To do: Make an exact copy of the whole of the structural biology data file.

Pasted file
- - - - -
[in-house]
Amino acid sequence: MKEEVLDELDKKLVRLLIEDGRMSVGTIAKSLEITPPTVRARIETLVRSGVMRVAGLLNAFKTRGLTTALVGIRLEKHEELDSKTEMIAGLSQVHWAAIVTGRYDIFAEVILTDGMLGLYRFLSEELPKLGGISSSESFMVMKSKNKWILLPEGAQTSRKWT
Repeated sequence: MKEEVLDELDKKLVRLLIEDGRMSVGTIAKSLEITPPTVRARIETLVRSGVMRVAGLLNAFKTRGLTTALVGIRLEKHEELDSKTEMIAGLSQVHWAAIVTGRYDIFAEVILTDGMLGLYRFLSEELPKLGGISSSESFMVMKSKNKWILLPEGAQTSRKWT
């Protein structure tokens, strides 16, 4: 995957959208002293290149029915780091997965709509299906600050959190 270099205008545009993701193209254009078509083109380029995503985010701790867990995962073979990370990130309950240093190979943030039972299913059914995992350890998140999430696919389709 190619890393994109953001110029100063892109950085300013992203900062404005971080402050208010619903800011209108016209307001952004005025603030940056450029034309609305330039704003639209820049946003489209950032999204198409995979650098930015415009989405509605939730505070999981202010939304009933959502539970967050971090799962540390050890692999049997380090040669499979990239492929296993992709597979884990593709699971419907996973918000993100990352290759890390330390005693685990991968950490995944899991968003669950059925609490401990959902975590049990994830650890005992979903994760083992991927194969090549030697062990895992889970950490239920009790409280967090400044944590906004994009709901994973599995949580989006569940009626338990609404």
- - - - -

[in-house]
Amino acid sequence: MKEEVLDELDKKLVRLLIEDGRMSVGTIAKSLEITPPTVRARIETLVRSGVMRVAGLLNAFKTRGLTTALVGIRLEKHEELDSKTEMIAGLSQVHWAAIVTGRYDIFAEVILTDGMLGLYRFLSEELPKLGGISSSESFMVMKSKNKWILLPEGAQTSRKWT
Repeated sequence: MKEEVLDELDKKLVRLLIEDGRMSVGTIAKSLEITPPTVRARIETLVRSGVMRVAGLLNAFKTRGLTTALVGIRLEKHEELDSKTEMIAGLSQVHWAAIVTGRYDIFAEVILTDGMLGLYRFLSEELPKLGGISSSESFMVMKSKNKWILLPEGAQTSRKWT
């Protein structure tokens, strides 16, 4: 995957959208002293290149029915780091997965709509299906600050959190 270099205008545009993701193209254009078509083109380029995503985010701790867990995962073979990370990130309950240093190979943030039972299913059914995992350890998140999430696919389709 190619890393994109953001110029100063892109950085300013992203900062404005971080402050208010619903800011209108016209307001952004005025603030940056450029034309609305330039704003639209820049946003489209950032999204198409995979650098930015415009989405509605939730505070999981202010939304009933959502539970967050971090799962540390050890692999049997380090040669499979990239492929296993992709597979884990593709699971419907996973918000993100990352290759890390330390005693685990991968950490995944899991968003669950059925609490401990959902975590049990994830650890005992979903994760083992991927194969090549030697062990895992889970950490239920009790409280967090400044944590906004994009709901994973599995949580989006569940009626338990609404």